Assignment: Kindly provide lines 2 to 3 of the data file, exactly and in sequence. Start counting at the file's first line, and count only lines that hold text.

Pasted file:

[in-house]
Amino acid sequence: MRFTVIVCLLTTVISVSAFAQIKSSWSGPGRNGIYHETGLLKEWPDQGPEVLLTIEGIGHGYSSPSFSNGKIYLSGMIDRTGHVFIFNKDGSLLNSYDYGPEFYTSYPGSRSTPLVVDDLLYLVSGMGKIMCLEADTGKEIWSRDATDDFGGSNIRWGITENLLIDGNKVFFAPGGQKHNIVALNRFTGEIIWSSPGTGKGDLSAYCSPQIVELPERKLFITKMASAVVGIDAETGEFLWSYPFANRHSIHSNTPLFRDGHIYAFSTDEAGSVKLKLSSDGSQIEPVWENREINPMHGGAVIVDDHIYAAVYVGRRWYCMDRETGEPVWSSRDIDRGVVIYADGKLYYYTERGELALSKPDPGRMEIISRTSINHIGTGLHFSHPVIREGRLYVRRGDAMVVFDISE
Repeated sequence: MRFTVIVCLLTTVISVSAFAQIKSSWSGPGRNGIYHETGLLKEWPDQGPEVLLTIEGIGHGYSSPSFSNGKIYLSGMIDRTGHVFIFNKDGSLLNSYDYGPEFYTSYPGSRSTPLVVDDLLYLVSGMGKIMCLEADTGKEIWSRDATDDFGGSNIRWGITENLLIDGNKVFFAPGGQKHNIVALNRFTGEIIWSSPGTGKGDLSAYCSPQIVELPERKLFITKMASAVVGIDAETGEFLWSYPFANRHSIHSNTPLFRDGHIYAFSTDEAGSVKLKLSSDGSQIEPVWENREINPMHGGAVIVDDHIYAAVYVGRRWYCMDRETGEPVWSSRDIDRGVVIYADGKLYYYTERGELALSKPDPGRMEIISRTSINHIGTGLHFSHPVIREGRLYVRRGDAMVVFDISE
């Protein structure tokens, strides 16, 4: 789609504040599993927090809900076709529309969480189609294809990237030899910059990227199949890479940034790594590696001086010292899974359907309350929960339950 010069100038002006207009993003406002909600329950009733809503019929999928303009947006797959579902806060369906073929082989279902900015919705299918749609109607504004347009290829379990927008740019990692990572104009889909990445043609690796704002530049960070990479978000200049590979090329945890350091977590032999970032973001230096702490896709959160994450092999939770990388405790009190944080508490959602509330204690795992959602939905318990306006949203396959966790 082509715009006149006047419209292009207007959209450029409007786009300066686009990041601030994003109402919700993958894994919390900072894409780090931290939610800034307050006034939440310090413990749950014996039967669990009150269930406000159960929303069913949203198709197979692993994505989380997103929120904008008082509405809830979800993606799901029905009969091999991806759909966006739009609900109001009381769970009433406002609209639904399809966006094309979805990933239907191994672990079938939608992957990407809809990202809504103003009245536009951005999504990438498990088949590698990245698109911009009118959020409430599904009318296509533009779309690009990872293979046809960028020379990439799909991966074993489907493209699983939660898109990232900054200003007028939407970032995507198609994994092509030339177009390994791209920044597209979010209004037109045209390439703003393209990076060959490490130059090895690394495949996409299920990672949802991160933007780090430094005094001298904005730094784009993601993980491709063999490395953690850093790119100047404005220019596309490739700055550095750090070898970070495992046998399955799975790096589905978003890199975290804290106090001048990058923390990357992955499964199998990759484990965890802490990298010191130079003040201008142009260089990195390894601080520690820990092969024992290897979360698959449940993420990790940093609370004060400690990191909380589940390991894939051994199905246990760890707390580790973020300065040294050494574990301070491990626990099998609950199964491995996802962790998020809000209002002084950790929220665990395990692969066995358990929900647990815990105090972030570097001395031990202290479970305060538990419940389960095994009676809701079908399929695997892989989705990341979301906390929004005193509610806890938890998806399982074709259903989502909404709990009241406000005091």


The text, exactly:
Amino acid sequence: MRFTVIVCLLTTVISVSAFAQIKSSWSGPGRNGIYHETGLLKEWPDQGPEVLLTIEGIGHGYSSPSFSNGKIYLSGMIDRTGHVFIFNKDGSLLNSYDYGPEFYTSYPGSRSTPLVVDDLLYLVSGMGKIMCLEADTGKEIWSRDATDDFGGSNIRWGITENLLIDGNKVFFAPGGQKHNIVALNRFTGEIIWSSPGTGKGDLSAYCSPQIVELPERKLFITKMASAVVGIDAETGEFLWSYPFANRHSIHSNTPLFRDGHIYAFSTDEAGSVKLKLSSDGSQIEPVWENREINPMHGGAVIVDDHIYAAVYVGRRWYCMDRETGEPVWSSRDIDRGVVIYADGKLYYYTERGELALSKPDPGRMEIISRTSINHIGTGLHFSHPVIREGRLYVRRGDAMVVFDISE
Repeated sequence: MRFTVIVCLLTTVISVSAFAQIKSSWSGPGRNGIYHETGLLKEWPDQGPEVLLTIEGIGHGYSSPSFSNGKIYLSGMIDRTGHVFIFNKDGSLLNSYDYGPEFYTSYPGSRSTPLVVDDLLYLVSGMGKIMCLEADTGKEIWSRDATDDFGGSNIRWGITENLLIDGNKVFFAPGGQKHNIVALNRFTGEIIWSSPGTGKGDLSAYCSPQIVELPERKLFITKMASAVVGIDAETGEFLWSYPFANRHSIHSNTPLFRDGHIYAFSTDEAGSVKLKLSSDGSQIEPVWENREINPMHGGAVIVDDHIYAAVYVGRRWYCMDRETGEPVWSSRDIDRGVVIYADGKLYYYTERGELALSKPDPGRMEIISRTSINHIGTGLHFSHPVIREGRLYVRRGDAMVVFDISE